When you are first starting out, DHCP is great. It provides and configures for you a correct and usable IP, netmask, gateway, and DNS servers. But it comes with baggage that can cause problems. DHCP gives you a temporary lease on those settings, then requires them to be renewed every so often. That renewal can briefly unhook the current network configuration, before rehooking it all back up. In current unRAID releases, at times it doesn't appear to rehook all of the Docker connections and/or bridging correctly.
DHCP can add considerable syslog entries, especially if the DHCP server has a short lease period!
Recommendation for new users - use DHCP at first, and make a note of the settings it gives you (IP, netmask, gateway, and DNS servers). Then change to static IP and put those settings in. Don't change anything but perhaps the last byte of the IP. Make sure it's something from 2 to 254. (Unless you know what you are doing!)

Avoid jumbo frames

Problem: You are using jumbo frames, and you are having problems updating Docker containers or installing new containers
Suggested fix: For now, remove all jumbo frame options and settings, return to the MTU defaults
Tip status: Experimental, limited testing; there are numerous networking changes in 6.2-beta22, some specifically for jumbo frames so problem may be fixed - needs confirmation
Jumbo frames are nice, can help squeeze a little more bandwidth out of your network equipment. Unfortunately, certain Docker operations can be negatively affected.
For a thread with issues solved by dropping jumbo frame usage, see this
Note: while some users are having issues, that dropping jumbo frame usage solves, that doesn't mean that all jumbo frame users are having issues with them. At this time, we don't know the extent of the problem, and are hoping for feedback here that will help everyone better understand what the real issue is, what equipment is involved (all or a subset), and how many users are affected

Add CPU scaling for AMD systems

Problem: You have AMD CPU's and on the Dashboard, your CPU speeds never drop below their maximum. That means you are always using higher power, even when not needed (increasing your electric bill).
Suggested fix: Add the line below to the config/go file; you can also run it right now at a command prompt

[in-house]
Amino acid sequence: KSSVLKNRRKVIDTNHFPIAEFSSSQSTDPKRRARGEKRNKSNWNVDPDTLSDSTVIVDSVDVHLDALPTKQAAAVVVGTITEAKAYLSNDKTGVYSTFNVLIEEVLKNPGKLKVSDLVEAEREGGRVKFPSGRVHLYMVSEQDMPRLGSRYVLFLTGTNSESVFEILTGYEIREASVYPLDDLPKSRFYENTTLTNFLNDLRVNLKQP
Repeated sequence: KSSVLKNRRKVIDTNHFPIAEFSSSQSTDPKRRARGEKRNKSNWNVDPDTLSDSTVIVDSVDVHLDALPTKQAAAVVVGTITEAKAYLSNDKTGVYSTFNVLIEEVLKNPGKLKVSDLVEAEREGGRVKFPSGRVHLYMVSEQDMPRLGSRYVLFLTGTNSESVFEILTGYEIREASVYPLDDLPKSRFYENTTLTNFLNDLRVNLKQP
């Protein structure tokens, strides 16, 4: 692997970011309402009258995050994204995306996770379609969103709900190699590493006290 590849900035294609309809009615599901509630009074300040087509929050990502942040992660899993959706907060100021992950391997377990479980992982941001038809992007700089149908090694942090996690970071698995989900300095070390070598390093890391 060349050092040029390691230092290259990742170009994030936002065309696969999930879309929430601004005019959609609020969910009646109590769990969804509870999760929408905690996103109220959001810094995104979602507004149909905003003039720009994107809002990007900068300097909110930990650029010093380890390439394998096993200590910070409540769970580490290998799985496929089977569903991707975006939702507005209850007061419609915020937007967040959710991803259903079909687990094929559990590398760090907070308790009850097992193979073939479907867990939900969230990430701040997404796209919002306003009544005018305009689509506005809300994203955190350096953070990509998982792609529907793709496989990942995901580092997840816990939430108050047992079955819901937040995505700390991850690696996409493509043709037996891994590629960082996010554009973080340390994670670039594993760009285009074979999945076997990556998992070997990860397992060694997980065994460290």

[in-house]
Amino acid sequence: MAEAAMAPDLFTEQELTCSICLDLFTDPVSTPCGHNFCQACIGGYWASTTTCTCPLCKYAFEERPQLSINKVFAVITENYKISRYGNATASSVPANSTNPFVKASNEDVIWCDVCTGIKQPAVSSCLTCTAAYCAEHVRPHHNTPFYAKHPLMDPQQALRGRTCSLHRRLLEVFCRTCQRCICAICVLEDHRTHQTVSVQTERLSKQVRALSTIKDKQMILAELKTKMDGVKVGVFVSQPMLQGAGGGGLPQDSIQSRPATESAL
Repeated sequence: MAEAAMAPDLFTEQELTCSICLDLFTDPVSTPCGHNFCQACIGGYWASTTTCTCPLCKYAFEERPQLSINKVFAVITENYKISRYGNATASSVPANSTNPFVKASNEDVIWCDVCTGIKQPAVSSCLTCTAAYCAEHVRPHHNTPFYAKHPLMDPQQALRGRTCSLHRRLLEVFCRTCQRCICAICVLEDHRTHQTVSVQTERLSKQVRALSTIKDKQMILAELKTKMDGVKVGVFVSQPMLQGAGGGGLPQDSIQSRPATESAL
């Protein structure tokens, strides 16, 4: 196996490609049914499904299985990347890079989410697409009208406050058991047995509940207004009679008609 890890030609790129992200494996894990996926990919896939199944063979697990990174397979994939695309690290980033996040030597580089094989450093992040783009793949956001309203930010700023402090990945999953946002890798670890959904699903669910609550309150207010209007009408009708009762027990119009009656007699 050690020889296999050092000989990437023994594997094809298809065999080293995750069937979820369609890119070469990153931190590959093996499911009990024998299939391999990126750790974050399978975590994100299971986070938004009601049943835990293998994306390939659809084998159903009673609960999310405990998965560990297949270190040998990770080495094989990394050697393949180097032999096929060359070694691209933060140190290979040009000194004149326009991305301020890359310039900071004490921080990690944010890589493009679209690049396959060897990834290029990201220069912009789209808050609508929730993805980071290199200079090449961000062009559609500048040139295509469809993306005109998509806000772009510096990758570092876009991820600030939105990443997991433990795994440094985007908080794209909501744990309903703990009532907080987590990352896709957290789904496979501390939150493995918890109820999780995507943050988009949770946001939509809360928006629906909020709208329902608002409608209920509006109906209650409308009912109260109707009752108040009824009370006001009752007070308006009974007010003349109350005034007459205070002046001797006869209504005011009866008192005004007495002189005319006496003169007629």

modprobe powernow_k8
Tip status: It's not known how many AMD users are affected. The tip does work, and should be harmless for all.
As soon as the command is run, it causes CPU speed scaling/stepping on AMD based systems. You should see immediate results on Dashboard, and a lower electric bill!
Note: this is a temporary step until LimeTech fixes it. Once fixed, you should remove this from your go file.

Controlling disk caching

See Tips and Tweaks plugin

Optimizing the CPU scaling governor

See Tips and Tweaks plugin

Controlling memory overcommit

See http://lime-technology.com/forum/index.php?topic=48408.msg474031#msg474031

Freeing log space

Problem: Your system is stuck, unable to log anything, because the logging folder (/var/log) is full. You may also be able to see errors related to logging failures.
Suggested fix: Since log files over 2MB (especially over 10MB) are just junk, truncating them very quickly opens a large amount of log space, thereby freeing up those programs that are stuck, trying and failing to report issues. In a console (or Telnet, PuTTY, SSH, etc)), go to the log folder (cd /var/log), list the folder contents (ls -al), and truncate any files over 10MB with the following command -
truncate -s 2M the_file_name (upper and lower case are important)
This should immediately free log space and allow programs to function, so that you can request the Diagnostics, and cleanly shut down
Tip status: there are a few that feel this could be risky, losing good log data. I DON'T!!! There's nothing useful beyond 2MB of a file full of error messages. We only want to see the very first errors. After that, it's garbage, space clogging garbage. The truncate process has been tested, no issues.
See http://lime-technology.com/forum/index.php?topic=48265.msg463010#msg463010


Tips for Safety

This section is specifically for tips that may help users operate more safely

Backup! Backup! Backup!